The CAPs were doing their job. As skilled as the Krasnovian pilots were, the F-4 Phantom could simply fire more weapons at more angles than their own light fighters. More importantly, the dogfights were keeping the MiGs off the strikers.

Of course, the strike craft had their own problem, as they flew right into a hail of Yastreb-U missiles and AAA. To their credit, the Weasels had managed to hit a surprisingly large number of radars-but it was a far from bloodless victory.

Then the few surviving Phantoms dropped their bombs on the fuel depot. The result was-very little damage, with only a handful of AA guns destroyed for good. Analysts revealed that the bombs released were not intended for such a hardened target.

In all, the mission was a success. At the cost of a few replaceable light fighters and radars, they had obliterated a high-end strike package.

For years afterwards, Krasnovians would celebrate “The Wipeout of ’77.”

_ _ _ _ _

In fact, this was all a simulated but intense exercise. The Wipeout of ’77 over Nellis would go a long way to minimizing the odds of a similar one in real life. Many lessons could be learned.

Behind the scenes:

  • Krasnovia (from “Krasny-red”) was a common placeholder name for a Warsaw Pact-styled force in Cold War exercises.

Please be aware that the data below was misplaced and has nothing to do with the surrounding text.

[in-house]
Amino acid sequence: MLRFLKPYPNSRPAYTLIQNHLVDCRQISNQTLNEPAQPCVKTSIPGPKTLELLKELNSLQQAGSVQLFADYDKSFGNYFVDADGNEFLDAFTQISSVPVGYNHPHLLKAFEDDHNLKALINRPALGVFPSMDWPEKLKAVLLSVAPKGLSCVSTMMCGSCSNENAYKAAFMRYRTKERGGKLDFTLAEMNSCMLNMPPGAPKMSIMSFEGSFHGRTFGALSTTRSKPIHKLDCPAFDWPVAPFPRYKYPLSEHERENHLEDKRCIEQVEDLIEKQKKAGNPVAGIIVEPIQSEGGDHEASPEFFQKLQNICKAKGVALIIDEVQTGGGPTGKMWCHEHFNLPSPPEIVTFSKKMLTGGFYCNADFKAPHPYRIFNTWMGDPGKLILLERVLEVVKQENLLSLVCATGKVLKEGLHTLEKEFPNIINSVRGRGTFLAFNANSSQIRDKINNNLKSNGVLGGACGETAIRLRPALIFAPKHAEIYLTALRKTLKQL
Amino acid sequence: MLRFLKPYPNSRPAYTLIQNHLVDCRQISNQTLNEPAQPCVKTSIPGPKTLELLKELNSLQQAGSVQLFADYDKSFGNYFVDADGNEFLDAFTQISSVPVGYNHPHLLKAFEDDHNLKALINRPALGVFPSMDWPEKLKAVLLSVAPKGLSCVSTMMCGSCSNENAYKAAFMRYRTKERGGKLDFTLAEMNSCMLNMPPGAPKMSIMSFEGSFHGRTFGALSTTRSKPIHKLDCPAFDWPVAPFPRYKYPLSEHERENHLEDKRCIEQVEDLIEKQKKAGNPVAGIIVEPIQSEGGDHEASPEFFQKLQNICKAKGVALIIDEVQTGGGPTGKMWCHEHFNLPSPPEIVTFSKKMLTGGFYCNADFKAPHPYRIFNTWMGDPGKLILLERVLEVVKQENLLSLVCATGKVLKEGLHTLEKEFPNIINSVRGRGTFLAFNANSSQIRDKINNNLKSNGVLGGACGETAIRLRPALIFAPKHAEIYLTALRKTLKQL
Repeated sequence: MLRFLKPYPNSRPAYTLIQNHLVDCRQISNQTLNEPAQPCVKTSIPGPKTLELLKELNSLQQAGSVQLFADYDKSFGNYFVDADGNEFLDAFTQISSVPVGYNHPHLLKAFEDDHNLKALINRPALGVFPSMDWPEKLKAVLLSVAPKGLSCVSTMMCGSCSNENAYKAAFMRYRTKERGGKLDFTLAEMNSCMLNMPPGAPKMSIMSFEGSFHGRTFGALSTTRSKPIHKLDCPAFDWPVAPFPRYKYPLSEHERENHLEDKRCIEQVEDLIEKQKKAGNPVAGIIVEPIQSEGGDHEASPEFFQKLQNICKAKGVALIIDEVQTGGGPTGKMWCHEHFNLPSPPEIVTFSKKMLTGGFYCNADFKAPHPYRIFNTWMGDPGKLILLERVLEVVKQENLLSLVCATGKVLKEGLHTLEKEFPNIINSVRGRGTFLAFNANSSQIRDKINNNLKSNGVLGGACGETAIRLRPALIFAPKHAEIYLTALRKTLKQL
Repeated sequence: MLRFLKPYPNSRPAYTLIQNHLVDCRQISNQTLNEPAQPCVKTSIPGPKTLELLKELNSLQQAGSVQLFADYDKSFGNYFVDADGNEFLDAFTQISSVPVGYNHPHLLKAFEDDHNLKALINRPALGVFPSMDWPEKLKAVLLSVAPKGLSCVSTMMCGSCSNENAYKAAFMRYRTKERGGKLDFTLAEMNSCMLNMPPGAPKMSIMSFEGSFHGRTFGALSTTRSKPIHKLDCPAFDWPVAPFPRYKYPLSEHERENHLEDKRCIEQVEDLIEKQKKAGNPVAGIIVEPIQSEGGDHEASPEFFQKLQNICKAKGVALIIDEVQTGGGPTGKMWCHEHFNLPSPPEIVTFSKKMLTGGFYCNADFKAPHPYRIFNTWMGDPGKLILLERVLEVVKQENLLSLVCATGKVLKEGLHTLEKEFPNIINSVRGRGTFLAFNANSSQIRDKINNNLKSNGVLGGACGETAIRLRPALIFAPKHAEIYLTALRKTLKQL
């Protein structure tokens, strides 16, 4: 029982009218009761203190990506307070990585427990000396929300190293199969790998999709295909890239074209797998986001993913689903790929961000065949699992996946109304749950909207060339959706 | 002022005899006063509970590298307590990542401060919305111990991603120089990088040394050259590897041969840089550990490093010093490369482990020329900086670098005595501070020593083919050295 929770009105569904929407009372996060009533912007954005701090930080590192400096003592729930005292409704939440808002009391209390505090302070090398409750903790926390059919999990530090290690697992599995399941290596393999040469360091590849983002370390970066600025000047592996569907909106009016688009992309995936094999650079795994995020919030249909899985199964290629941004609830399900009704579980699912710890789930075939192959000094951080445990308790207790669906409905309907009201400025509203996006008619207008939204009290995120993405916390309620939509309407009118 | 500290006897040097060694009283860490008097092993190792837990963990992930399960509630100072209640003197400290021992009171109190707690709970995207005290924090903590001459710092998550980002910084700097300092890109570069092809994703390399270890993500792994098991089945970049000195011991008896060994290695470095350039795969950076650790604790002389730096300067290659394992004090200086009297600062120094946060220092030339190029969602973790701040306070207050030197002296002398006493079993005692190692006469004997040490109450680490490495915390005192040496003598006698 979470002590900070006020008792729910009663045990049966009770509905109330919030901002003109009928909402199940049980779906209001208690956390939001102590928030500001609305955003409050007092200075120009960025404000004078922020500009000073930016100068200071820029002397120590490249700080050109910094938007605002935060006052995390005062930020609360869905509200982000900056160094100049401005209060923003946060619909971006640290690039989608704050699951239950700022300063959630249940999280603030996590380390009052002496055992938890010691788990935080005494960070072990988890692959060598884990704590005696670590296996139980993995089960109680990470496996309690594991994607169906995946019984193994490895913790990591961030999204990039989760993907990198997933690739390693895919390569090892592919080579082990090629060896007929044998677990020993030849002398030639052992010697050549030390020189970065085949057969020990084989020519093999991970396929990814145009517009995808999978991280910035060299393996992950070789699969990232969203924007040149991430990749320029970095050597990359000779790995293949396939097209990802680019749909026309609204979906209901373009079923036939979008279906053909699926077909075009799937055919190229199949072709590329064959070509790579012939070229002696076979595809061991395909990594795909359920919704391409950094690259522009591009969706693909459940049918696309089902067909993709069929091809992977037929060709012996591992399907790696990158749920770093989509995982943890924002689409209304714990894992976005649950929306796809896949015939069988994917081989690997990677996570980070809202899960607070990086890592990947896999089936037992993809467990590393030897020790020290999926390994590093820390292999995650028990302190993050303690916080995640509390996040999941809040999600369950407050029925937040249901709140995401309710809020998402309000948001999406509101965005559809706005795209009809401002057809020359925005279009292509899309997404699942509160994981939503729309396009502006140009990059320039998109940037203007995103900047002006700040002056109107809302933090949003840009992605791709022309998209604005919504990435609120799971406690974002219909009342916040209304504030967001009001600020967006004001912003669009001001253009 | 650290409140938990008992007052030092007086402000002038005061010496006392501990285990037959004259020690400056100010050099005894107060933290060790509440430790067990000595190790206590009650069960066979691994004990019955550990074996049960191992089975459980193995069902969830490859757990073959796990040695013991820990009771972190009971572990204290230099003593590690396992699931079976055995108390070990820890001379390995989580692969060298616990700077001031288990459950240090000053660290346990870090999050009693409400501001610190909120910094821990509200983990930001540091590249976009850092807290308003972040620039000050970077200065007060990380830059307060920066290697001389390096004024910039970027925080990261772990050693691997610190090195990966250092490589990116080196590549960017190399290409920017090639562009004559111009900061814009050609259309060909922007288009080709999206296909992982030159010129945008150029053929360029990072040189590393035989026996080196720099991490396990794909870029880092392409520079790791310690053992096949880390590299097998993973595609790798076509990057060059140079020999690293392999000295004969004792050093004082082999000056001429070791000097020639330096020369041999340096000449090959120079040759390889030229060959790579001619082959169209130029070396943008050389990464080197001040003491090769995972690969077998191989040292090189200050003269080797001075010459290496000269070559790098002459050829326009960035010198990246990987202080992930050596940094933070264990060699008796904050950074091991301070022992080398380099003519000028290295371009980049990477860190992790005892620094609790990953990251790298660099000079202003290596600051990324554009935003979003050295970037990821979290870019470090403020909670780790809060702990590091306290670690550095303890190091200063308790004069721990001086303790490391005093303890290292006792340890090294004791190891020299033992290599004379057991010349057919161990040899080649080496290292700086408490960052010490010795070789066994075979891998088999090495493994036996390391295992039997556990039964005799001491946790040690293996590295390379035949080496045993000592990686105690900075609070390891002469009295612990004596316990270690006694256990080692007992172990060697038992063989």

• MiG-28s are from Top Gun, played by F-5s. Since I used F-5s as Aggressors in the scenario, the name works.
  • Yastreb-U is a crude translation of “I-Hawk”, the missile I used in the scen.

Unconventional Army Formations

I’ve been looking at two unconventional military formations. The High-Tech Light Division proposals of the 1980s (brought to life in the form of the 9th Infantry Division), and the various plans to mechanize the US’s airborne infantry.

This led to me reading the book “AIR-MECH-STRIKE” by the infamous Mike Sparks.

The failure is when they stop talking about mechanizing airborne forces (which does have a lot of precedent behind it) and start talking about “AIR MECH STRIKING” the entire military, ripping apart heavy armored units in favor of their zippy-airborne operations, and yanking the helicopters away from existing divisions. Aviation assets would be concentrated at high levels similar to Cold War Soviet practice of focusing on the operational level.

Out of fairness, they do keep M1 and M2 AFVs in the proposal. Which begs the question of how often the AIR MECH units would go deep in practice. That is a question the authors shy away from. The three hypothetical scenarios given in the book are an attack against a ragtag force threatening Afghanistan with a handful of T-55s, a North Korea scenario which is tailor-made for the AIR MECH forces to jump in and save the day, and a Kosovo scenario that is laughable in its overoptimism (easy and over in ten days, against an enemy that showed that they weren’t to be underestimated).